“The value of an idea lies in the ‘using’ of it.”
– Thomas Edison
Understanding who your audience are, where they are in their journey, what their struggles are and what you can do to support them through your course is key to creating a product that delivers effective results.
If you make assumptions before carrying out the research, you may find that you miss what your audience may actually needs help with. You don’t want to end up spending a great deal of time and energy creating an online course that people are not prepared to pay for so ensure that the idea you have for your online course has merit and that there is a market demand for what you want to teach.
Now in order to validate your idea, you do of course need to have an idea of what your course topic is going to be. Once you have your course idea, you can then start validating that your idea has legs.
Don’t try to appeal to everyone because you won’t be able to help everyone and you’ll most likely be too vague. Decide on a specific audience that you know your course will help.
Validating your idea before you start creating your course will:
- Prove there is market demand for your digital course
- Help you can generate revenue form pre-sells
- Give you the opportunity to build your email list
- Provide you with the opportunity to talk about your course and build interest around it
How to validate your course idea
Before you can test that your idea has merit, you need to define your course proposition:
- Why would someone pay for this course?
- What challenge does the course solve?
- What transition does it facilitate?
- What are the expected learning outcomes?
- Why is your course different from competitors
By carrying out research, you will be able to get a clear picture as to whether or not there is a demand for your course.
Below are some ways in which to find out if you have a winning course topic:
- Review your existing data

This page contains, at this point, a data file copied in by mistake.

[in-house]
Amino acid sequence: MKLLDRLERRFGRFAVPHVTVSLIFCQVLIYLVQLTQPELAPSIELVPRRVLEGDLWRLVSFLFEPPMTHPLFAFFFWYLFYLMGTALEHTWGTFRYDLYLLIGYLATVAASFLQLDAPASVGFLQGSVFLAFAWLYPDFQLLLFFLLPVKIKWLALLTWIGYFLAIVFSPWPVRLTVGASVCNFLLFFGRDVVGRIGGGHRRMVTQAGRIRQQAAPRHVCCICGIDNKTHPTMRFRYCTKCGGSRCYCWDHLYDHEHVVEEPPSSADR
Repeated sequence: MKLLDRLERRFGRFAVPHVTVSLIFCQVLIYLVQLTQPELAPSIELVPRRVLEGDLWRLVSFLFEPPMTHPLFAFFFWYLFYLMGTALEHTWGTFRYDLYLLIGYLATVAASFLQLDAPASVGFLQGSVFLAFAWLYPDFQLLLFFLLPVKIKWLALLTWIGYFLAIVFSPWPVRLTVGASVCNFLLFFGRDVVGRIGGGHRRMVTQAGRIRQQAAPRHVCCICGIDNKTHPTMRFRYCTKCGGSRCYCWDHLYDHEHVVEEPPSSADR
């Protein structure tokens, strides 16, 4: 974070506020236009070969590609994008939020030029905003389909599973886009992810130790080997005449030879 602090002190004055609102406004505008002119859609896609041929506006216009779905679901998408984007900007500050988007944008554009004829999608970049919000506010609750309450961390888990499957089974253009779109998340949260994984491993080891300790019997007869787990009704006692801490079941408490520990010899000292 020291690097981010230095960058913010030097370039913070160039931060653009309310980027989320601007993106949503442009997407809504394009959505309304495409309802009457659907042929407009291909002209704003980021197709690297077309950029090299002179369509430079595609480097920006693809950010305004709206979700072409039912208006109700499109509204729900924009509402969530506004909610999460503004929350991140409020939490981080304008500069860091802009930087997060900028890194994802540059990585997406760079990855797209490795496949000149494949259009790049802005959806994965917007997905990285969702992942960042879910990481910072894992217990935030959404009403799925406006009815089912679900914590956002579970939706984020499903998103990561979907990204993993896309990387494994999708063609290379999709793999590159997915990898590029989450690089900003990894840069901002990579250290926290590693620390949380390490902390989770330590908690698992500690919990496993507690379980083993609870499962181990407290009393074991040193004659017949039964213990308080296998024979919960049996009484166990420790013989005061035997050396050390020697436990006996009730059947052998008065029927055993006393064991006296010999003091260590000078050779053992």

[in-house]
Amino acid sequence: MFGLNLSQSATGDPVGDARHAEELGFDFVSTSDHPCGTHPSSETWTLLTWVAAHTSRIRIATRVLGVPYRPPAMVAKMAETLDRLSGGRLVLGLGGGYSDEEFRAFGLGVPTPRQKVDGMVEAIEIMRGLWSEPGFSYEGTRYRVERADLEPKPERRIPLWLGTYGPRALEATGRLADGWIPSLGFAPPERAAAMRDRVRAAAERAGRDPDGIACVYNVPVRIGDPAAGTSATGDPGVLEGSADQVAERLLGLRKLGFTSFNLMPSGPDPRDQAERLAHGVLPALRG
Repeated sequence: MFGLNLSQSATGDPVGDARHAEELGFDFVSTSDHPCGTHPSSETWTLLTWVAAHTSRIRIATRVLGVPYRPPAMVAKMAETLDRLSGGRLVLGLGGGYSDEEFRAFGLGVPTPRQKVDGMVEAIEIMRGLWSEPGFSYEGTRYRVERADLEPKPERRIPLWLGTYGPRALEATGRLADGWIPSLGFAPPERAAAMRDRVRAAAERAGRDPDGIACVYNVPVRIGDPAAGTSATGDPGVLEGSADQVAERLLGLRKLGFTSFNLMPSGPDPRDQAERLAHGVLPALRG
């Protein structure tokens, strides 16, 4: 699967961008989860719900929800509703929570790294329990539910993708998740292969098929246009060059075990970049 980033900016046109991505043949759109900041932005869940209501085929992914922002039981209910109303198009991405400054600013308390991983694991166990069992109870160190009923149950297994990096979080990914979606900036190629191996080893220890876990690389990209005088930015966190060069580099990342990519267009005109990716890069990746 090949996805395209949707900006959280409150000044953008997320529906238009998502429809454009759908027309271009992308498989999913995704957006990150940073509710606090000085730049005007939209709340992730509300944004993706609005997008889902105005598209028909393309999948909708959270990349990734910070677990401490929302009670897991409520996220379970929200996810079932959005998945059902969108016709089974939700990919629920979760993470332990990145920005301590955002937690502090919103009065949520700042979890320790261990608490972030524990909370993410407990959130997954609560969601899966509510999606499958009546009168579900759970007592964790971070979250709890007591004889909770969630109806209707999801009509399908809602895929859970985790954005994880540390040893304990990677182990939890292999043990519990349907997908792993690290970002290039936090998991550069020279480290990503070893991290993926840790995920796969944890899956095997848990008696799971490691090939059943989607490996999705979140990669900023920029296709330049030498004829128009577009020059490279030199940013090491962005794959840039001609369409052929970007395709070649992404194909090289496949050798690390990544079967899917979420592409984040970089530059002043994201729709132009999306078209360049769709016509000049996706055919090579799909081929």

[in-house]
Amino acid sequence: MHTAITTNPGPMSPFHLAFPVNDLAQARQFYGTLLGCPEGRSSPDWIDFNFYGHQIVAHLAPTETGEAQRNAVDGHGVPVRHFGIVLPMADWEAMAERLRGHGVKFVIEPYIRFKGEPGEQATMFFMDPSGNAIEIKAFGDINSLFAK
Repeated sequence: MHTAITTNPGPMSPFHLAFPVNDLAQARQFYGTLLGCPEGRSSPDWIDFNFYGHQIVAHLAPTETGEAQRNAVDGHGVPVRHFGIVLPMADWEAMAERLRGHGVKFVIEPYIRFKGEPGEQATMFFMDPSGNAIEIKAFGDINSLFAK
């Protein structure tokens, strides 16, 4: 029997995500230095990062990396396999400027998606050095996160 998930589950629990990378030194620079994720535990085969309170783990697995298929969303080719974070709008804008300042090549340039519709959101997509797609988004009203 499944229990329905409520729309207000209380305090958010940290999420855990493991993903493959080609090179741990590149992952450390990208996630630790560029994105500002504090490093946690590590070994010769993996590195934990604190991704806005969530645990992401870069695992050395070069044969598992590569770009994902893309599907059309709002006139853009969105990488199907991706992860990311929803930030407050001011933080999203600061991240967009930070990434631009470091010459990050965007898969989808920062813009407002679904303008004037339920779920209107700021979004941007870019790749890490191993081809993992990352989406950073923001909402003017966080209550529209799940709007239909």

- Analyse any metrics you may have relating to any existing content that you have created regarding the subject matter – what do those metrics tell you?
- Is your content being downloaded?
- If you have hosted any webinars, conferences or online masterclasses – have these been well attended?
- Have you sent any newsletters relating to your topic? If so, review their analytics
- Did you receive any specific feedback regarding the content?
You can also utilize Google search.
Also consider the following:
- Can you find similar courses?
- Are you finding content relating to your subject matter?
- What words or phrases are being used?
If you are finding that there are other courses similar to the course that you are intending to create then that’s good news because it means that there is market demand. Have a look at the content that is being offered and how the course is structured along with its price-point.
This is all worthwhile research and will give you an insight into what already exists for when you start thinking about the nitty gritty of your course.
You can also ask your target audience.
The more insight you gain, the better because it’s going to provide you with a window into your audience’s world.
Knowledge is powerful and you should be in a position that, if you are successful with validating your course idea by reaching out to the right people, you should have plenty of knowledge and content to more forward with.
So if you are feeling like what you have to offer is possibly not good enough or you don’t know if it’s needed, then I highly encourage you to spend some time to validate your idea. Don’t be afraid to reach out and ask your audience.
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